Jesse Quinn: "...Besides, I don't see what all the fuss is. The papers all say the fella was a criminal. It don't seem worth the trouble."
Joe Friday: "Yeah. Well, I'm sorry you'd like a dead archbishop. We don't have one. We got a smalltime hoodlum."
Under the circumstances, the Grand Jury doesn't feel they can bring the case to trial. Captain Hamilton of Intelligence is angered by the result, and by the tactic of the mob relying on the Fifth Amendment while under oath, and orders his staff to go after them.
James Hamilton: "All right. Bumper to bumper tail. Put 'em to bed at night and get 'em up in the morning."
Jack Webb, Stacy Harris, Ben Alexander
Sergeant Joe Friday, Max Troy, Officer Frank Smith
Perhaps I should be shocked and outraged as Joe and Frank follow and harass Max Troy. I'm not. We know Troy is guilty and it is not as if the cops are doing anything more than making a nuisance of themselves. One big, pain-in-the-neck nuisance, to be sure, but it rather tickles the snarky side of my personality.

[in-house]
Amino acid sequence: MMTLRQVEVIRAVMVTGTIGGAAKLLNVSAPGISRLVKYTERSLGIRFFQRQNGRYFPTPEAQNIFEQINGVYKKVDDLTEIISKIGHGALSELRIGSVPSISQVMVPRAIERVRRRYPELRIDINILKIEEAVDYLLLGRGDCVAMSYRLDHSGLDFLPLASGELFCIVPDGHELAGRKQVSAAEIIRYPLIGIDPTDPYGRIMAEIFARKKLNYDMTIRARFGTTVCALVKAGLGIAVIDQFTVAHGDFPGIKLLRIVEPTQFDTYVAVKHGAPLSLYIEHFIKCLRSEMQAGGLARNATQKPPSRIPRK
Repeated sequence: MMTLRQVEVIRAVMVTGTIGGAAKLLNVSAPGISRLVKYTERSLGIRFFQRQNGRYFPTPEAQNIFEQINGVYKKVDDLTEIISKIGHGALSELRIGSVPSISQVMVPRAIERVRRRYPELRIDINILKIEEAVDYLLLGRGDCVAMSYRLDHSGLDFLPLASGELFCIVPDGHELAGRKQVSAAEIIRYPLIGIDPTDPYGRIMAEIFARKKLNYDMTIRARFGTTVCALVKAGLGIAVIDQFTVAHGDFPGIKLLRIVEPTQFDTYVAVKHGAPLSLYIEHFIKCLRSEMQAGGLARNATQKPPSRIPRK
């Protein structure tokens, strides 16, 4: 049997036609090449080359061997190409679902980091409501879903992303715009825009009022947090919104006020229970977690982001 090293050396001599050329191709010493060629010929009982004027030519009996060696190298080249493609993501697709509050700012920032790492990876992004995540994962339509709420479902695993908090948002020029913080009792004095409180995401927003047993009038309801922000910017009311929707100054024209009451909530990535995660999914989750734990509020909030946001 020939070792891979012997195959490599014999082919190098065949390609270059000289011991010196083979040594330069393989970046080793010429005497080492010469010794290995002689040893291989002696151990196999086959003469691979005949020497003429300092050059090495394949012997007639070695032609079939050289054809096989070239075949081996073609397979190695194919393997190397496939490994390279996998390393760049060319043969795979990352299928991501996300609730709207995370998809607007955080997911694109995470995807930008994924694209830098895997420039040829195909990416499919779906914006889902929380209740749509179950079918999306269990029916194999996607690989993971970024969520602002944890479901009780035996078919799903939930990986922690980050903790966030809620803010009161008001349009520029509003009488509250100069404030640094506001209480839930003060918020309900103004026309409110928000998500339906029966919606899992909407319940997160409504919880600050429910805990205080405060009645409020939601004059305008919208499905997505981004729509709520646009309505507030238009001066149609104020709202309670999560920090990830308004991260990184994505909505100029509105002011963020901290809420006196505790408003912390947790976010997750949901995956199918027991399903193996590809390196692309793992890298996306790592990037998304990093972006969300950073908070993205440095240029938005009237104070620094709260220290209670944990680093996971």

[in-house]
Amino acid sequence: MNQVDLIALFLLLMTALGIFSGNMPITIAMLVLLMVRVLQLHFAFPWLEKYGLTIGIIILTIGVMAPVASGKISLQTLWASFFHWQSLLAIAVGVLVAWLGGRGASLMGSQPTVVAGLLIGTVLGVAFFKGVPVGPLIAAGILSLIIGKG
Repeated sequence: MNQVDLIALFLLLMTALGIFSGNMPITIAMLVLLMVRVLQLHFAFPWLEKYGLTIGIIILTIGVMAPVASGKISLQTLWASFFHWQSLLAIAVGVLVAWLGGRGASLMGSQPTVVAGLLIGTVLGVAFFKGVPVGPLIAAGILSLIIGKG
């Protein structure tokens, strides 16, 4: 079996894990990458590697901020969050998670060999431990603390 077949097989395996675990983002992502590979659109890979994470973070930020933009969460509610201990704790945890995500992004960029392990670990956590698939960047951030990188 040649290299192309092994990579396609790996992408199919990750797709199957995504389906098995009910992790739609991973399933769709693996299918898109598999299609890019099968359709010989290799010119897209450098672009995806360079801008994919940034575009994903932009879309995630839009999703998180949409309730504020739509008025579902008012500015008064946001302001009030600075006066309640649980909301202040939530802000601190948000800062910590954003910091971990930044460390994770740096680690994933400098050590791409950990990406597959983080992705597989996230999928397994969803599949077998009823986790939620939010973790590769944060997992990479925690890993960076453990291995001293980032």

Note: I like to watch Stacy Harris keeping his temper bottled up.
Jack Webb, Ben Alexander
Sergeant Joe Friday, Officer Frank Smith
Joe and Frank let off a little steam by indulging in a bit of fisticuffs with some card playing thugs. Director Jack Webb had fun with this scene. A fist comes right for the camera and the WarnerColor blood is splashed about judiciously. Joe sports a dandy bruise for the rest of the picture. The punch-up made our boys happy. What's a chewing out from the Captain worth?
Note: Don't ask Joe what anything is worth. He's liable to tell you.
The murder and the investigation take its toll as the mob starts to turn on itself. A second out-of-state murder cracks the case. It leads to an irate widow played by Georgia Ellis giving the cops just the evidence needed. It is time for Friday and Smith to arrest Max Troy.
Note: Every case comes to an end, one way or another.